Its been discussed in the blender community that blender physics is not entirely accurate.
My question before I go into detail is: How to modify blender to have real world particle physics? I am a computer science major, so I am assuming I will need to build blender and modify the physics.
classic example how blender physics does not match real would physics is gravity on a box with a negative force above it.
The box picks up momentum the longer its under the influences. What should happen is eventually comes to a rest between the "force" and the force of gravity.
Also, if you have + charged particles in-between two - charged planes, it will not settle down to one point, it will zig zag continuously.
another thing, is that particles between a negative and positive charge plane, will move in one direction.
but in real life, particle accelerators have to keep oscillating the charges, or else the particle will come back to the opposite charge.
This is what should have happened in blender. Where the positive particles go past the negative plane and then come back. But for some reason, when a positive plane is added it ignores the negative plane.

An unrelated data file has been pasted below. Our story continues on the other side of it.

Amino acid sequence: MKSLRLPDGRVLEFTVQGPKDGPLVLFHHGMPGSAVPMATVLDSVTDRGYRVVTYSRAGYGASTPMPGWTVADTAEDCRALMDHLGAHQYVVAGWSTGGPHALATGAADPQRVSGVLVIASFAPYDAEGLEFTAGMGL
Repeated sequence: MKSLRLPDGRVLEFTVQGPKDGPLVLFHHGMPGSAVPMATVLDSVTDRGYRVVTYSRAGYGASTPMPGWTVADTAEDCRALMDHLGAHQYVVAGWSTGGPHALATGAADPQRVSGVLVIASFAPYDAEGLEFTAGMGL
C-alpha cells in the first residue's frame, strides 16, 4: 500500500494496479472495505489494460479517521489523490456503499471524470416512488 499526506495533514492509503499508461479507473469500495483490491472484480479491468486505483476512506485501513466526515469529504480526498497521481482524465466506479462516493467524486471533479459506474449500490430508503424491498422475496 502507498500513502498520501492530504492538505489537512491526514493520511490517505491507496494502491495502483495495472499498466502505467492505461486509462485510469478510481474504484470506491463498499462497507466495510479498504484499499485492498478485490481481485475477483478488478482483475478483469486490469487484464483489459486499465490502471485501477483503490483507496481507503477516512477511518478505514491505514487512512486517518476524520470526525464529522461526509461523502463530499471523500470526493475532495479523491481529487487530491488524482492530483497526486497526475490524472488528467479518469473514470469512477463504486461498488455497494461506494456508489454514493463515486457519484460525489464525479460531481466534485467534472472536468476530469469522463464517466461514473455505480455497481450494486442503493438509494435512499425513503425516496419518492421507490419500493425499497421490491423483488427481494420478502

lastly when trying to accelerate a particle:
it does not accelerate the particle, the example above has 4 objects oscillating their charges to make the particles go in a circular motion. It does this but not the way it should.
The particle should have a acceleration to it. This is the principle of cyclotrons, a particle accelerator that alternates its charges of two plates to accelerate the charged particles. Instead whats happening in blender is its stretching out the particles in a circular motion.
my hunch with the examples given is that there is something or multiple things missing in blender physics. So how do I fix this? has anyone already done this? Its been bugging me for years that blender's physics is off.